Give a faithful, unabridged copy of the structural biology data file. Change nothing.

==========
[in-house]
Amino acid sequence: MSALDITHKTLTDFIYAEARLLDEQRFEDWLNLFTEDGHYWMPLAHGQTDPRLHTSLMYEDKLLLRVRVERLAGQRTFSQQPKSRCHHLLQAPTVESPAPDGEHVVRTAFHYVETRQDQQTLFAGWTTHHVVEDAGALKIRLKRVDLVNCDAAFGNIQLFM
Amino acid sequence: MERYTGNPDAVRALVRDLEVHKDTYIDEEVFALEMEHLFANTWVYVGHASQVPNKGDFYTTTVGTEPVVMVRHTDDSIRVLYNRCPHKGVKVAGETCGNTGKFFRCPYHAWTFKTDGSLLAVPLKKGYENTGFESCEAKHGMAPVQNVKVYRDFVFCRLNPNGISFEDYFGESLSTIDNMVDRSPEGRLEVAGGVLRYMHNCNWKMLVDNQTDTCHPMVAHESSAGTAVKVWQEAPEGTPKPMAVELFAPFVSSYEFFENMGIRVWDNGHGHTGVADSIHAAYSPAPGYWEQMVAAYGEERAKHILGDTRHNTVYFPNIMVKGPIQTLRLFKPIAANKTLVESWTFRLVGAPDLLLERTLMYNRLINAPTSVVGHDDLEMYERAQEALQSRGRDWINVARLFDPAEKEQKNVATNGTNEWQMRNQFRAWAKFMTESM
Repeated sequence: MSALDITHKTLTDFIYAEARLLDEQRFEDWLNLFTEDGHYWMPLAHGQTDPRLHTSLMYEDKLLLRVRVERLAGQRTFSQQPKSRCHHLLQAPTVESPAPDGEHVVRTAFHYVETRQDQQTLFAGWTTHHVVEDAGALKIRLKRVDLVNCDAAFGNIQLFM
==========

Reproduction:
[in-house]
Amino acid sequence: MSALDITHKTLTDFIYAEARLLDEQRFEDWLNLFTEDGHYWMPLAHGQTDPRLHTSLMYEDKLLLRVRVERLAGQRTFSQQPKSRCHHLLQAPTVESPAPDGEHVVRTAFHYVETRQDQQTLFAGWTTHHVVEDAGALKIRLKRVDLVNCDAAFGNIQLFM
Amino acid sequence: MERYTGNPDAVRALVRDLEVHKDTYIDEEVFALEMEHLFANTWVYVGHASQVPNKGDFYTTTVGTEPVVMVRHTDDSIRVLYNRCPHKGVKVAGETCGNTGKFFRCPYHAWTFKTDGSLLAVPLKKGYENTGFESCEAKHGMAPVQNVKVYRDFVFCRLNPNGISFEDYFGESLSTIDNMVDRSPEGRLEVAGGVLRYMHNCNWKMLVDNQTDTCHPMVAHESSAGTAVKVWQEAPEGTPKPMAVELFAPFVSSYEFFENMGIRVWDNGHGHTGVADSIHAAYSPAPGYWEQMVAAYGEERAKHILGDTRHNTVYFPNIMVKGPIQTLRLFKPIAANKTLVESWTFRLVGAPDLLLERTLMYNRLINAPTSVVGHDDLEMYERAQEALQSRGRDWINVARLFDPAEKEQKNVATNGTNEWQMRNQFRAWAKFMTESM
Repeated sequence: MSALDITHKTLTDFIYAEARLLDEQRFEDWLNLFTEDGHYWMPLAHGQTDPRLHTSLMYEDKLLLRVRVERLAGQRTFSQQPKSRCHHLLQAPTVESPAPDGEHVVRTAFHYVETRQDQQTLFAGWTTHHVVEDAGALKIRLKRVDLVNCDAAFGNIQLFM